The Reagan plan unveiled Sept. 1 called for establishment of a Palestinian entity in the occupied territories to be associated with neighboring Jordan. The council here called for creation of an independent Palestinian state, rejected by Reagan, that then would join Jordan in a confederation.
The council, an unofficial parliament-in-exile, also reelected Arafat as chairman and endorsed the Arab League's Fez plan for peace. The plan implicitly offers to recognize Israel in return for establishing a Palestinian state.
As if to soften the impact of the counterattack against the moderates led by the chairman, Arafat aide Khalaf said in an interview at his seaside villa near the Club des Pins conference hall, "If the Reagan plan is improved, for example, by adding just one word . . . things could change completely. The word is self-determination."
"If the U.S. government was in good faith toward the Palestinian people--and I do not say toward the PLO, just the Palestinian people--and accepting the fact that in the eyes of the U.S. government we are the bad Palestinians," Khalaf said, then "let your government recognize the right of self-determination not to us, but to the Palestinian people, including the right to the creation of a state and excluding the PLO representatives."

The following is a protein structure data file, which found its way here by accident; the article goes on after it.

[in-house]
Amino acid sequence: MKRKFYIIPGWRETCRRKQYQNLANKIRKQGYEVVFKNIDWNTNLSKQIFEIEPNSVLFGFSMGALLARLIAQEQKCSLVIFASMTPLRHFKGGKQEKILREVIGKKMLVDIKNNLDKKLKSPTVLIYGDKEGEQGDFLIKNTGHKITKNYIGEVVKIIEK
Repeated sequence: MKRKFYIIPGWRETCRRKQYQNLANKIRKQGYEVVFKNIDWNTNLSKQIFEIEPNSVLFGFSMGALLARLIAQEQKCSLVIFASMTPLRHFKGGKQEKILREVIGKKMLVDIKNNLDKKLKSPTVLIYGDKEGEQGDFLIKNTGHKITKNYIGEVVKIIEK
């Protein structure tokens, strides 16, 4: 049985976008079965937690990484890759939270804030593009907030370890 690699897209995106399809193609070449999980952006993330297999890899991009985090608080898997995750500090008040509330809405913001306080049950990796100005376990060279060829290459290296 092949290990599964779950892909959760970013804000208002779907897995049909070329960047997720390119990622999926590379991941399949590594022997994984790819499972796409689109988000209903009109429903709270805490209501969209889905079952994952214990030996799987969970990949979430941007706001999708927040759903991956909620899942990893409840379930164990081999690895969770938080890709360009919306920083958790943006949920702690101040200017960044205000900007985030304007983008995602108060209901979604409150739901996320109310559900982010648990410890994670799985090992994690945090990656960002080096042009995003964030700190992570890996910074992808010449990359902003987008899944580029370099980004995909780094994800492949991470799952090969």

The issue of the PLO's role in talks is important because the United States opposes allowing PLO involvement until it explicitly recognizes Israel's right to exist.
"I can assure you that Arafat and myself would agree to being excluded," Khalaf, better known as Abu Iyad, said. He said that he was speaking because "I want to be convinced that the U.S. government is not hostile to the Palestinian people itself."
He said the Reagan administration "should offer self-determination directly to the Palestinian people, not through King Hussein of Jordan" but through the mayors of the occupied territories, "since the U.S. government considers the mayors to be the legitimate representatives."